Public Advocate Jumaane D. Williams has submitted a letter to the Department of Housing and Urban Development (HUD), strongly opposing the proposed rule which would prohibit the HUD Secretary from providing housing assistance to any household where at least one member is not of eligible immigration status.
The public advocate writes in response that “the proposed rule fails to meet the HUD Declaration of Purpose ‘…to provide for full and appropriate consideration, at the national level, of the needs and interests of the Nation’s communities and of the people who live and work in them.’” and urges it be withdrawn “in favor of a housing policy that actually serves and benefits the people of New York City and America.”
Full text of the Public Advocate’s letter sent to the Department of Housing and Urban Development is below.
I write to express my objection with and opposition to the Department of Housing and Urban Development’s (“HUD” or “the Department”) proposed rule FR-6124-P-01, advanced to curtail existing benefits of housing assistance programs. The very language published by the Department in support of the rule demonstrates that the proposed rule operates on flawed calculations in arriving at its alleged benefit and openly professes it will cause as much — likely more — harm than good. Taken as a whole, the proposed rule fails to meet the HUD Declaration of Purpose “…to provide for full and appropriate consideration, at the national level, of the needs and interests of the Nation’s communities and of the people who live and work in them.”
Under existing HUD regulations, persons who are not citizens of the United States or hold a lawful residency status (“ineligible”) may live with family members who are citizens or hold such residency status (“eligible”) in subsidized housing or in a household with eligible members who receive housing assistance. In these circumstances, the amount of assistance received by the household is prorated to exclude the ineligible member. When this regulation was first promulgated by HUD in response to Section 214 of the Housing and Community Development Act of 1980, it was done to enact the statute while not jeopardizing the cohesion of the family unit, correctly considering maintaining such cohesion in the interests of American communities and the people who live and work in them.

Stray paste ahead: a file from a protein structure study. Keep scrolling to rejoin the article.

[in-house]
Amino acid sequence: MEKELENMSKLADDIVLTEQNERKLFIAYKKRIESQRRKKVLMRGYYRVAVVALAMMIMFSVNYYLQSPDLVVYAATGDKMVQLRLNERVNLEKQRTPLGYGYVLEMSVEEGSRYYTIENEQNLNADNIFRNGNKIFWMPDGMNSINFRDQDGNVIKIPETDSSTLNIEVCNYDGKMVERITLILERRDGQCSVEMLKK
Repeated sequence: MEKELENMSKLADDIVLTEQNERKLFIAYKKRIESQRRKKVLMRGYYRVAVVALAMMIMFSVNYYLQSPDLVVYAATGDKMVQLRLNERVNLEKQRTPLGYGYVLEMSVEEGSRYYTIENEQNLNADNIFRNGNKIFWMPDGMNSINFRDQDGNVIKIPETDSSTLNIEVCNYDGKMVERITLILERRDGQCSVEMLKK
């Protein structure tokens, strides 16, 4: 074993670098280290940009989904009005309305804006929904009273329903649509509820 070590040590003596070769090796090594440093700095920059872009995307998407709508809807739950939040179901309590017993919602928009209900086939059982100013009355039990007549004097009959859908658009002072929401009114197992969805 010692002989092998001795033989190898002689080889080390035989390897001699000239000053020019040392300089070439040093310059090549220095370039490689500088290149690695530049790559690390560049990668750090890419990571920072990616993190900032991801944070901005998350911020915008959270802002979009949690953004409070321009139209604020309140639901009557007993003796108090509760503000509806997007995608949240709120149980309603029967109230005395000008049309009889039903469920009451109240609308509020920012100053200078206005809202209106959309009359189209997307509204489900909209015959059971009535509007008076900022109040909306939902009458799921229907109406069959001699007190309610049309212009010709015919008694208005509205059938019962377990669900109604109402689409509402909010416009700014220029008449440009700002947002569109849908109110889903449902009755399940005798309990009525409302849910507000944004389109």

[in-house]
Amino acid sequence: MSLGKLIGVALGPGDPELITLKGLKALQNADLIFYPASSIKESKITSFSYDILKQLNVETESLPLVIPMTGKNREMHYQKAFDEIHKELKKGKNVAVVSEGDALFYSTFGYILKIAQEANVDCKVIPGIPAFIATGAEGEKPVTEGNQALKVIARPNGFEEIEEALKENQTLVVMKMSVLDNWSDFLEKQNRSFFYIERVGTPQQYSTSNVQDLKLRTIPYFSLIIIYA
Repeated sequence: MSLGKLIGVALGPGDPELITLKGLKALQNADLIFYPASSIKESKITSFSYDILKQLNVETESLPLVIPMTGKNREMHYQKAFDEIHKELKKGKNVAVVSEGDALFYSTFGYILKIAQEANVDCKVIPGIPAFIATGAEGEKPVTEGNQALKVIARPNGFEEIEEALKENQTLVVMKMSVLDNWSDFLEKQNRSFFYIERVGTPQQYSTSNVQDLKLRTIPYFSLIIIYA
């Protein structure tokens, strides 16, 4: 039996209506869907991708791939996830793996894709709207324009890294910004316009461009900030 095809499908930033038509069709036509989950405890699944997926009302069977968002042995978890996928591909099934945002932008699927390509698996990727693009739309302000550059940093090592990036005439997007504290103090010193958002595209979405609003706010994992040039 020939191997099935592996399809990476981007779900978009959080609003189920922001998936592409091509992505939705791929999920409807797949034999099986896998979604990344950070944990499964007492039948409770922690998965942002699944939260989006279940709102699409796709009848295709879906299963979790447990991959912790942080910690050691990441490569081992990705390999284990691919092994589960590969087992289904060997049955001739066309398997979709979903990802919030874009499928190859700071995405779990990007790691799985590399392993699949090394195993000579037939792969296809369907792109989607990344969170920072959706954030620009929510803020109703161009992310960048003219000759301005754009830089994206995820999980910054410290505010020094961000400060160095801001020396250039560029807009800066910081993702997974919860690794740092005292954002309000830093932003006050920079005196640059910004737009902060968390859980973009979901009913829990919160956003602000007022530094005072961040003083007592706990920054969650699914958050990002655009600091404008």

The Department’s analysis for FR-6124-P-01 claims that the average annual subsidy under the present regulatory structure received by so-called “mixed” families — those comprised of eligible and ineligible members — amounts to $1,900 per person per year. This number appears to have been calculated by taking the total amount of housing assistance payments issued and dividing by the total number of persons in the receiving households — eligible and ineligible alike. However, per existing HUD regulation, and as demonstrated in the Department’s own analysis, HUD prorates the amount of assistance received by these households and only disburses monies based on the number of eligible recipients.
Yet, the Department’s analysis argues that by terminating benefits to households with ineligible members, this $1,900 yearly benefit will be redirected to families where all members are eligible to receive benefits, in a total amount of $60 million annually. This literally does not add up. HUD already does not distribute benefits to ineligible persons — the assistance disbursed would be the same whether or not the ineligible household member or members were present. To terminate benefits to “mixed” households in favor of households made of all eligible persons would result in no monies saved, but monies shuffled around from other eligible recipients.